• Monday: 5:15-9:30pm
  • Tuesday: 5:15-9:30pm
  • Saturday: 8:15-1:00pm
  • Sunday: 1:45-6:00pm

Two additional canvasses have been added for Friday, October 15th and October 16th, 5:30pm-9:30pm so that Matt Barber and Phil Burress can join One Bowling Green canvassers!

Confirmation Calls – please bring your cell phone!

Prefer to talk to people on the phone? Team up with One Bowling Green members to call residents in the city of Bowling Green. Share your story, and ensure that Bowling Green stays a welcoming Ohio city!

  • Monday: 11:30-1:30pm, 7:00-9:00pm
  • Tuesday: 11:30-1:30pm, 7:00-9:00pm
  • Wednesday: 11:30-1:30pm, 7:00-9:00pm
  • Thursday: 11:30-1:30pm, 7:00-9:00pm
  • Friday: 11:30-1:30pm, 7:00-9:00pm
  • Saturday: 10:30-12:30pm, 3:00-5:00pm
  • Sunday: 10:30-12:30pm, 3:00-5:00pm

Data Entry

  • Tuesday: 12-3pm, 3-6pm, 6-9pm
  • Wednesday: 12-3pm, 3-6pm
  • Friday: 12-3pm

Is It Really Important That These Ordinances Pass?
Simply put, Yes, it is. Nobody likes to be judged based upon their gender identity or expression, or for that matter, who they love. Passing Ordinances 7905 and 7906 will keep Bowling Green an open and welcoming city. Doesn’t everybody deserve to be treated with respect and dignity?

Employment — it would be unlawful to hire or fire, deny regular privileges of employment, or print any discriminatory notice because of the previously mentioned characteristics.

Public Education — it would be unlawful to deny access to public education due to the protected characteristics.

Public Accommodations — it would be unlawful to deny access to services such as restaurants or entertainment due to the protected characteristics.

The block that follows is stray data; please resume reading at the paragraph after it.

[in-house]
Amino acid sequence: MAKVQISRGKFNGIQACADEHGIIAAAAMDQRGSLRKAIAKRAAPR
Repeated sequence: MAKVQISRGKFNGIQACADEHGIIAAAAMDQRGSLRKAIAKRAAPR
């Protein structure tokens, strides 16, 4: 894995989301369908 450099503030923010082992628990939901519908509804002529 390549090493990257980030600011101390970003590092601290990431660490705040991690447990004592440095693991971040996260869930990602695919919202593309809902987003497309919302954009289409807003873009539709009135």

Housing — it would be unlawful to refuse selling, renting or leasing, or lying about the availability of housing due to the protected characteristics.

Banking — it would be illegal to deny loans, conditions of loans, or mortgage status due to these characteristics.

About One Bowling Green

ONE Bowling Green is the local ballot question formed to urge Bowling Green, Ohio voters to approve Ordinances 7905 and 7906 by voting YES on both ordinances during the November 2, 2010 voting cycle . A grassroots coalition, ONE Bowling Green believes that all people should be treated fairly and equally when they live, work, or go to school in Bowling Green, or when they visit our community.

Email info@ONEbowlinggreen.org to get involved.

Mailing Address:

BG Coalition for Justice
P.O. Box 842
Bowling Green, OH 43402

Phone Number:

Headquarter Information:
101 North Main
Bowling Green, OH 43402

Canvassing Meeting Place:
244 South Main Street
Bowling Green, OH 43402

Columbus Dispatch Letter to the Editor: Anti-discrimination bill deserves to move forward

Columbus Dispatch, May 29, 2010

Anti-discrimination bill deserves to move forward

Saturday, May 29, 2010  02:50 AM

House Bill 176 needs a full Ohio Senate committee hearing to discuss the Equal Housing and Employment Act, which passed the Ohio House of Representatives in September.

The bill would make it illegal to discriminate against individuals in Ohio based upon sexual orientation and gender identity as it relates to employment, housing and public accommodations. Gov. Ted Strickland has promised to sign it into law. When enacted, this will be the first statewide law protecting or recognizing Ohioans based on sexual orientation and gender identity.

While this bill sits, I see members of my community throughout the state being fired and discriminated against for simply being who they are: people who vote, pay taxes, have families, obey traffic laws and volunteer with community organizations — really good people, talented people, who happen not to fit into traditional gender binaries of man and woman or just don’t conform to society’s perception of the norm.

It’s important to note that the Columbus Chamber has included passage of the bill on its economic work-force development agenda, and its Small Business Council unanimously approved doing so. Ohio’s largest Fortune 500 company, Cardinal Health, testified in support of the bill — the first time it has ever provided testimony in the legislature on any bill. Ohio’s second-largest private employer, the Cleveland Clinic, also provided testimony in support of the bill.